A loss-of-function mutation in AtYSL1 reveals its role in iron and nicotianamine seed loading
Article first published online: 7 NOV 2005
The Plant Journal
Volume 44, Issue 5, pages 769–782, December 2005
How to Cite
Jean, M. L., Schikora, A., Mari, S., Briat, J.-F. and Curie, C. (2005), A loss-of-function mutation in AtYSL1 reveals its role in iron and nicotianamine seed loading. The Plant Journal, 44: 769–782. doi: 10.1111/j.1365-313X.2005.02569.x
- Issue published online: 7 NOV 2005
- Article first published online: 7 NOV 2005
- Received 18 April 2005; revised 26 August 2005; accepted 30 August 2005.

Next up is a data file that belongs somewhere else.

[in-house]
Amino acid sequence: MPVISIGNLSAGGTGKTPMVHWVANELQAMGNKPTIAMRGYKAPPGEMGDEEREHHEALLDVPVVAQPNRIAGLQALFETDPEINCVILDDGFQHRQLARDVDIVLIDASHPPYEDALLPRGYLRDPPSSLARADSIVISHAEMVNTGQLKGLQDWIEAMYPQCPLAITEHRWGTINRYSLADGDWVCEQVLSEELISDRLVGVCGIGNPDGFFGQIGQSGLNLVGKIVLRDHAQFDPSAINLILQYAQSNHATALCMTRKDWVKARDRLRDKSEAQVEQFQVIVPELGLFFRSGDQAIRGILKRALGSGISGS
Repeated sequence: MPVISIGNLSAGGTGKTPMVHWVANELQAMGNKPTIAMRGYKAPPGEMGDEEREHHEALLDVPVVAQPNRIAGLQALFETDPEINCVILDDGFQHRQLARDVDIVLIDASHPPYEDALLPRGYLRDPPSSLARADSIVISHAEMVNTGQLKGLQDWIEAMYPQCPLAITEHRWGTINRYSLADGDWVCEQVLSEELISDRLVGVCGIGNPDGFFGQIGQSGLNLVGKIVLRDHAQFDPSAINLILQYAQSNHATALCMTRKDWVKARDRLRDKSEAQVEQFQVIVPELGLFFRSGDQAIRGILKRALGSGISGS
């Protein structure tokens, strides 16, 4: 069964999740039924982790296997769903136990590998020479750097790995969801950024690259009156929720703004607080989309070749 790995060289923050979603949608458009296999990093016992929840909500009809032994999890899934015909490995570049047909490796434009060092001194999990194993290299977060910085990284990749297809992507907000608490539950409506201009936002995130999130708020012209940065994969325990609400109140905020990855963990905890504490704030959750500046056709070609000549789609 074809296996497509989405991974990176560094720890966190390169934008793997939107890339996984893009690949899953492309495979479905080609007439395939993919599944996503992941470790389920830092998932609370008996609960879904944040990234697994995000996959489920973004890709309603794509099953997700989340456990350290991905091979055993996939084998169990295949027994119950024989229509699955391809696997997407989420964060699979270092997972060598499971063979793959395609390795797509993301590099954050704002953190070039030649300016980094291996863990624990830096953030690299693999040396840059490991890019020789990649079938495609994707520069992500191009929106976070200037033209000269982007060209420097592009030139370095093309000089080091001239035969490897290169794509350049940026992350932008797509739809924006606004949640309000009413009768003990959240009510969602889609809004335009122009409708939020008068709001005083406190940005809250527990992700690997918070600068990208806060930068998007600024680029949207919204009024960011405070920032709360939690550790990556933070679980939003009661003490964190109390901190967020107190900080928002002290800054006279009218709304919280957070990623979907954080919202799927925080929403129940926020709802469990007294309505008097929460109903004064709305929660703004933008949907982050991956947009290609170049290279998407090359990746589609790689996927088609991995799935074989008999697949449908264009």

The Arabidopsis Yellow Stripe 1-Like (YSL) proteins have been identified by homology with the maize (Zea mays) Yellow Stripe 1 (YS1) transporter which is responsible for iron–phytosiderophore (PS) uptake by roots in response to iron shortage. Although dicotyledonous plants do not synthesize PS, they do synthesize the PS precursor nicotianamine, a strong metal chelator essential for maintenance of iron homeostasis and copper translocation. Furthermore, ZmYS1 and the rice (Oryza sativa) protein OsYSL2 have metal-nicotianamine transport activities in heterologous expression systems. In this work, we have characterized the function of AtYSL1 in planta. Two insertional loss-of-function ysl1 mutants of Arabidopsis were found to exhibit increased nicotianamine accumulation in shoots. More importantly, seeds of both ysl1 knockouts contained less iron and nicotianamine than wild-type seeds, even when produced by plants grown in the presence of an excess of iron. This phenotype could be reverted by expressing the wild-type AtYSL1 gene in ysl1 plants. ysl1 seeds germinated slowly, but this defect was rescued by an iron supply. AtYSL1 was expressed in the xylem parenchyma of leaves, where it was upregulated in response to iron excess, as well as in pollen and in young silique parts. This pattern is consistent with long-distance circulation of iron and nicotianamine and their delivery to the seed. Taken together, our work provides strong physiological evidence that iron and nicotianamine levels in seeds rely in part on AtYSL1 function.